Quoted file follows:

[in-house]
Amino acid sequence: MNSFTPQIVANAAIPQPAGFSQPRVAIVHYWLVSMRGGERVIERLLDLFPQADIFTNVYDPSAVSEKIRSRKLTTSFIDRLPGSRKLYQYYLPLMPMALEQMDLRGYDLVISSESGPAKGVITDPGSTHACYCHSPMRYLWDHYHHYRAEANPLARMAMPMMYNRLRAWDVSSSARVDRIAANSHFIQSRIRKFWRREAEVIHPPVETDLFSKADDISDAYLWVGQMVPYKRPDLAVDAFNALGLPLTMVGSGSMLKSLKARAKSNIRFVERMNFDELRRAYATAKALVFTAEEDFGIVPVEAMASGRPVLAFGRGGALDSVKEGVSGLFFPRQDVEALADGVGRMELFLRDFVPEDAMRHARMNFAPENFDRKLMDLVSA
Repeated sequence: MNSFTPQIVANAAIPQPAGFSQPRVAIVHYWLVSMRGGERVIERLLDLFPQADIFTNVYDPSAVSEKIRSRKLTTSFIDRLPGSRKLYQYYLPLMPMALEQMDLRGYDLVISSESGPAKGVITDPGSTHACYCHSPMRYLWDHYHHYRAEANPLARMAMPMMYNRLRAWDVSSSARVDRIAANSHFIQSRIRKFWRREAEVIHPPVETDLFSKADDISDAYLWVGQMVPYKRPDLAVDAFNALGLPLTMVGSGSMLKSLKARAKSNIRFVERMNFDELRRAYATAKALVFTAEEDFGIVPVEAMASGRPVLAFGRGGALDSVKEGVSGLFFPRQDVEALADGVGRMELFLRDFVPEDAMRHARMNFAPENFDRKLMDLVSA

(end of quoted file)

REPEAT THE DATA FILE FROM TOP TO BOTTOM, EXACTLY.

[in-house]
Amino acid sequence: MNSFTPQIVANAAIPQPAGFSQPRVAIVHYWLVSMRGGERVIERLLDLFPQADIFTNVYDPSAVSEKIRSRKLTTSFIDRLPGSRKLYQYYLPLMPMALEQMDLRGYDLVISSESGPAKGVITDPGSTHACYCHSPMRYLWDHYHHYRAEANPLARMAMPMMYNRLRAWDVSSSARVDRIAANSHFIQSRIRKFWRREAEVIHPPVETDLFSKADDISDAYLWVGQMVPYKRPDLAVDAFNALGLPLTMVGSGSMLKSLKARAKSNIRFVERMNFDELRRAYATAKALVFTAEEDFGIVPVEAMASGRPVLAFGRGGALDSVKEGVSGLFFPRQDVEALADGVGRMELFLRDFVPEDAMRHARMNFAPENFDRKLMDLVSA
Repeated sequence: MNSFTPQIVANAAIPQPAGFSQPRVAIVHYWLVSMRGGERVIERLLDLFPQADIFTNVYDPSAVSEKIRSRKLTTSFIDRLPGSRKLYQYYLPLMPMALEQMDLRGYDLVISSESGPAKGVITDPGSTHACYCHSPMRYLWDHYHHYRAEANPLARMAMPMMYNRLRAWDVSSSARVDRIAANSHFIQSRIRKFWRREAEVIHPPVETDLFSKADDISDAYLWVGQMVPYKRPDLAVDAFNALGLPLTMVGSGSMLKSLKARAKSNIRFVERMNFDELRRAYATAKALVFTAEEDFGIVPVEAMASGRPVLAFGRGGALDSVKEGVSGLFFPRQDVEALADGVGRMELFLRDFVPEDAMRHARMNFAPENFDRKLMDLVSA